Philips HTS4600/05 2.1-Channel Home Cinema System Review


Key Specifications

  • Review Price: £179.99

Regardless of how you feel about 2.1-channel systems and how they compare with full 5.1, there’s no denying that they’re cooler than The Fonz in a freezer, and nobody makes them look groovier than Philips. The Dutch master has this unerring knack of creating two-channel systems that push all the right aesthetic buttons, making them the ideal accompaniment for similarly stylish flatpanel TVs in rooms with precious little space.

The last Philips system we investigated was the HTS6515, which made up for in style what it lacked in performance, but further down the range you’ll find this cheeky little number, which replaces Philips’ patented Ambisound surround-mimicking technology with Dolby Virtual Speaker.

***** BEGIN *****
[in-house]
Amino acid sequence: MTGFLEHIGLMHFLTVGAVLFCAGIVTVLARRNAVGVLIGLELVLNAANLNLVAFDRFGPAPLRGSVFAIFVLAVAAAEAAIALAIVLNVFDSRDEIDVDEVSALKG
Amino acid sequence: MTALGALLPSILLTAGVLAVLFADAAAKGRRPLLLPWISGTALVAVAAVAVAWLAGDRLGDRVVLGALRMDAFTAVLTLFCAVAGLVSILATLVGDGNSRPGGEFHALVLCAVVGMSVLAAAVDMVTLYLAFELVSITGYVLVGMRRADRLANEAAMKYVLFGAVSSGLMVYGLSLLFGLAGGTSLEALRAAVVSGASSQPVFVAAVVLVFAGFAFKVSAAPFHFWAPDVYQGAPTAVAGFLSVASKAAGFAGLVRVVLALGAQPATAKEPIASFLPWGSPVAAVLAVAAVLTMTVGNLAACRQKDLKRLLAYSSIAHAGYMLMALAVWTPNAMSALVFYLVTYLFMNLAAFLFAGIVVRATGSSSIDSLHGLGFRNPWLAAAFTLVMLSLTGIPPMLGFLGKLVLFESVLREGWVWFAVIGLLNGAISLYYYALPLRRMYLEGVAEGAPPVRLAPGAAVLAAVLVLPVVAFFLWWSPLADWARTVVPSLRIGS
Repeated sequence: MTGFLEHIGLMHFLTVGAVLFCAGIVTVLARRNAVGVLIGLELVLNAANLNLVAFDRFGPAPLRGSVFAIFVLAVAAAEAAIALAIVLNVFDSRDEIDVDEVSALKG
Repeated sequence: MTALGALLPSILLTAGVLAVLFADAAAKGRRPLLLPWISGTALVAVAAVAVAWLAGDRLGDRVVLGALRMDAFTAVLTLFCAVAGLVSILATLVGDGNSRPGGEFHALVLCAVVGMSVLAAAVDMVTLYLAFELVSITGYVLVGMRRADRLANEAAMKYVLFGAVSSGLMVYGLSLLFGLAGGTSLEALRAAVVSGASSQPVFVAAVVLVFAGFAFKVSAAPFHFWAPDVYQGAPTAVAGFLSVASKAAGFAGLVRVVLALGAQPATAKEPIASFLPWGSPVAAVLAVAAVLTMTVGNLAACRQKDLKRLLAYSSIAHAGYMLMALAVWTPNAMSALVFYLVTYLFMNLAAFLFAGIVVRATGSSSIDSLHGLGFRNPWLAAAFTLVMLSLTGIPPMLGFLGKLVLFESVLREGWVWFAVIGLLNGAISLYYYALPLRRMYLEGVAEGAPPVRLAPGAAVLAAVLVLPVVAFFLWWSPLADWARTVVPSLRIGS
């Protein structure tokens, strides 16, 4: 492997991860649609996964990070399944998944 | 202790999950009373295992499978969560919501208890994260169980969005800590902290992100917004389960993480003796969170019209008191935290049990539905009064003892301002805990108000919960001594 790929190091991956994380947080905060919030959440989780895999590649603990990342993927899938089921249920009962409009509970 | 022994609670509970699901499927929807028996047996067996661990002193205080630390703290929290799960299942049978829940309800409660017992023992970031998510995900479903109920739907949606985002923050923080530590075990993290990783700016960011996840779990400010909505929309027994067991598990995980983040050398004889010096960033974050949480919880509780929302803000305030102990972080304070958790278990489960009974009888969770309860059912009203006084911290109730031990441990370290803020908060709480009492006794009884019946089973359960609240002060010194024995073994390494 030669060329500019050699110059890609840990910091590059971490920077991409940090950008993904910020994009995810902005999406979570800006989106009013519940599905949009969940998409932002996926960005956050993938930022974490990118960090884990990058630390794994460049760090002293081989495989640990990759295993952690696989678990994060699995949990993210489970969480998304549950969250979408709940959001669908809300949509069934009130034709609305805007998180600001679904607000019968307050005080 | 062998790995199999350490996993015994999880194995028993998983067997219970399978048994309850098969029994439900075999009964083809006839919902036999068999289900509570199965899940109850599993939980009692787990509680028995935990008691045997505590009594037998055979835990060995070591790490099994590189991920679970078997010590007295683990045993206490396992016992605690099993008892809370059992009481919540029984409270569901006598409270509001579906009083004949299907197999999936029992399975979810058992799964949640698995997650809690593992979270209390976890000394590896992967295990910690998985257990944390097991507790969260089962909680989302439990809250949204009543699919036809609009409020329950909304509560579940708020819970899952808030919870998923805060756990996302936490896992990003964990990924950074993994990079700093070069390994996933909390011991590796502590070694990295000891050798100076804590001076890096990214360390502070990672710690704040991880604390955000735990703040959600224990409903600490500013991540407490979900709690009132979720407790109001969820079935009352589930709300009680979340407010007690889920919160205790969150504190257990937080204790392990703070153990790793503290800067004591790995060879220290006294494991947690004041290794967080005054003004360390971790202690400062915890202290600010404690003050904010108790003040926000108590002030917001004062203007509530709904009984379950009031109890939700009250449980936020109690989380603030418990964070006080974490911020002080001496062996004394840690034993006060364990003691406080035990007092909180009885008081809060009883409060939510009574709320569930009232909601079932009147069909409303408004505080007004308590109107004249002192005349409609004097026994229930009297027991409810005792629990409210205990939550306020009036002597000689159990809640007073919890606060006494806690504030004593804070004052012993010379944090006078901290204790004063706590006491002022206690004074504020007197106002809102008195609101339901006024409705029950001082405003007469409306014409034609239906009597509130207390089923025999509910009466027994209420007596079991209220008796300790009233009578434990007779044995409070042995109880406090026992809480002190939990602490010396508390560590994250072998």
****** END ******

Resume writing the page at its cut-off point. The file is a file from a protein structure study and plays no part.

In the box you’ll find a slim main unit with a built-in DVD/CD player and FM radio tuner, plus a compact active subwoofer and two square speakers, each mounted on a table-top stand. The main unit can also be placed on a stand – making it slope backwards to match the shape of the speakers – or you can mount them all on the wall.

Naturally the whole system is dressed in black, with the DVD unit boasting a gloss black front section that attracts fingerprints but looks gorgeous. What we love most about Philips’ systems is their innovative disc loading mechanisms, and the HTS4600 doesn’t disappoint – hit Open/Close and that large silver-rimmed circle on the front exits stage left to reveal the disc drive, then clip in your disc and away you go. To the left is another smaller circle, which contains an LED display that shows the crucial playback information.

Philips keeps things simple around the back with a modest selection of sockets. There’s an HDMI output, capable of zapping upscaled 1080p, 1080i or 720p signals to your TV, plus component and composite video outputs. There’s also a coaxial digital input that lets you listen to external audio sources through the system.

On the side you’ll find a USB 2.0 input for multimedia playback from flash memory devices, an MP3 Link port (which is just a fancy name for a 3.5mm analogue minijack) intended for MP3 players and a second minijack port for other devices.

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